I notice depending on the type of book I’m doing my writing does change a bit. I wrote several books under my own name, James, and they’re in the first person. And I got quite used to that, and then I decided to write a couple of books that were not in the first person. I think you develop characters more easily by not being in the first person. So I do that, and the JP Carter books are not in the first person so I’m concentrating a lot more on character development.

How do you think tastes in Crime Fiction have changed over, say, the last 20 years?

The main thing is the popularity of psychological thrillers. Going back many years I don’t remember reading many at all, but now the market is saturated with psychological thrillers. There’s much more emphasis on characters and characterisation than the plot. When I first started reading I was always focused on the plot: how to develop the plot, what action is taking place. Now I come at it from the characters and their backstories and relationships first. I try and come up with a main protagonist first before I develop a plot. That, for me, is the main change.

Do you think the recent popularity in psychological thrillers reflects a change in society at all?

I think it does reflect something in society: how social media has an effect on how we react. We look at Facebook, Twitter, all this stuff and you’re seeing how other lives are led. Together with that there’s a lot more news out there now: 24 hour news; online news; newspapers. There’s a lot more exposure of people’s lives and you’re seeing that it’s not just detectives and criminals who are getting up to stuff! You see normal people in newspapers or online that everyday are doing things that make for interesting reading.

Right, the mass exposure of private lives through the internet and social media, and it’s changing our cultural tastes.

I remember speaking to Avon about changing from the Jaime books which were more ‘Gangsters’ and ‘police’ to the new series. They wanted the plots to focus more on ordinary people rather than gangsters and that moves it more towards the psychological: a mother has got a secret, or a marriage is going wrong. So the newest book, In Safe Hands, centres on a nursery school, children are being kidnapped. A nursery school is something many of us send our kids to.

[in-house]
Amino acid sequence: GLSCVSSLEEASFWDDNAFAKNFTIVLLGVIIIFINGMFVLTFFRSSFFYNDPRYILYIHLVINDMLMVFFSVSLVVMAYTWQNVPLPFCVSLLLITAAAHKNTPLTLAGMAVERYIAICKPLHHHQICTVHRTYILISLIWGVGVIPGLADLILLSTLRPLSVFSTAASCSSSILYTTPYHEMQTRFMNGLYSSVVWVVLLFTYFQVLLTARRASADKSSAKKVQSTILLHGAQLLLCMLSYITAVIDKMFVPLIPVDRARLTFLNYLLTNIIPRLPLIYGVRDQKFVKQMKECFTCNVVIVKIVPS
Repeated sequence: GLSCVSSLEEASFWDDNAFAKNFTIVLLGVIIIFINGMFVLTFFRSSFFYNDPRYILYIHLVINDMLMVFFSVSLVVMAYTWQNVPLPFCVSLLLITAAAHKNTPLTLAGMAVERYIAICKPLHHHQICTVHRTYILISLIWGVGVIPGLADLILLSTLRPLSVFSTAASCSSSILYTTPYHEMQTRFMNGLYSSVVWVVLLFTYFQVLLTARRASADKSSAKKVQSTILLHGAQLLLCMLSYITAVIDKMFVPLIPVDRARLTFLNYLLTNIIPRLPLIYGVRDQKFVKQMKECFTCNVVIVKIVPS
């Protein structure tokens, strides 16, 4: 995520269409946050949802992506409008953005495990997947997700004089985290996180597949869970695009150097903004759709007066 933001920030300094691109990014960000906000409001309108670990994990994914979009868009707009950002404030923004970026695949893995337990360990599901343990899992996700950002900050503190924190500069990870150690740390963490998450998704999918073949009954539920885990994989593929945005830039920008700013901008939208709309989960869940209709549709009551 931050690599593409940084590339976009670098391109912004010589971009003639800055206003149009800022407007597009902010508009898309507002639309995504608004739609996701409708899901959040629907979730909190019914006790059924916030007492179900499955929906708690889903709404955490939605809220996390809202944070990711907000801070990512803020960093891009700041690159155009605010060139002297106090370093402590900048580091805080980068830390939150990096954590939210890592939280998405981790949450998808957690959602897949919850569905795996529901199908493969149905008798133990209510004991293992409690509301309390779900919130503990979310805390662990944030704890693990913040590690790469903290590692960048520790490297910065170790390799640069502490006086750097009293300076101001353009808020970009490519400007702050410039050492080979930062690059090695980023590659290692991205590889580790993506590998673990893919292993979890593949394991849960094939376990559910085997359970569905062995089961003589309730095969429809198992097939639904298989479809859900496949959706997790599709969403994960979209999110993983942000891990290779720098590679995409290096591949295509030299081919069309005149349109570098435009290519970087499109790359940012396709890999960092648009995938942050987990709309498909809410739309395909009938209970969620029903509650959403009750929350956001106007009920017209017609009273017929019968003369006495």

Interesting stuff. The time’s they are a-changing!

I can tell you another story about the way the life for an author has changed. When I was doing the first books for Robert Hale, many years ago, it was on a typewriter. I remember I wrote a 200 page manuscript; my wife and I had an argument and she tore it all up! And of course there was no backup! I remember I had to start it all over again.

Eurgh, what a horrible place the past was! Finally, what’s next for the many incarnations of Jim Raven?

Well I’ve got the three book JP Carter series with Avon. I’ve written one that comes out this month – In Safe Hands. I just finished the second one, ‘At Your Door’, which Leslie has sent to Avon and I’m just in the process of doing the structural edit. Then I’ll have to come up with another story for the third book. We’ll see where we go from there. So that’ll be three JP Carter books and hopefully more beyond that.

No resurrection of the 15 year old Jim Raven’s crime masterpiece?

I’ve no idea where that is!⬛️

Thanks to Jim Raven for speaking with us, and the ongoing pleasure of being his literary agents. Interview by Angus MacDonald; transcript has been edited for clarity.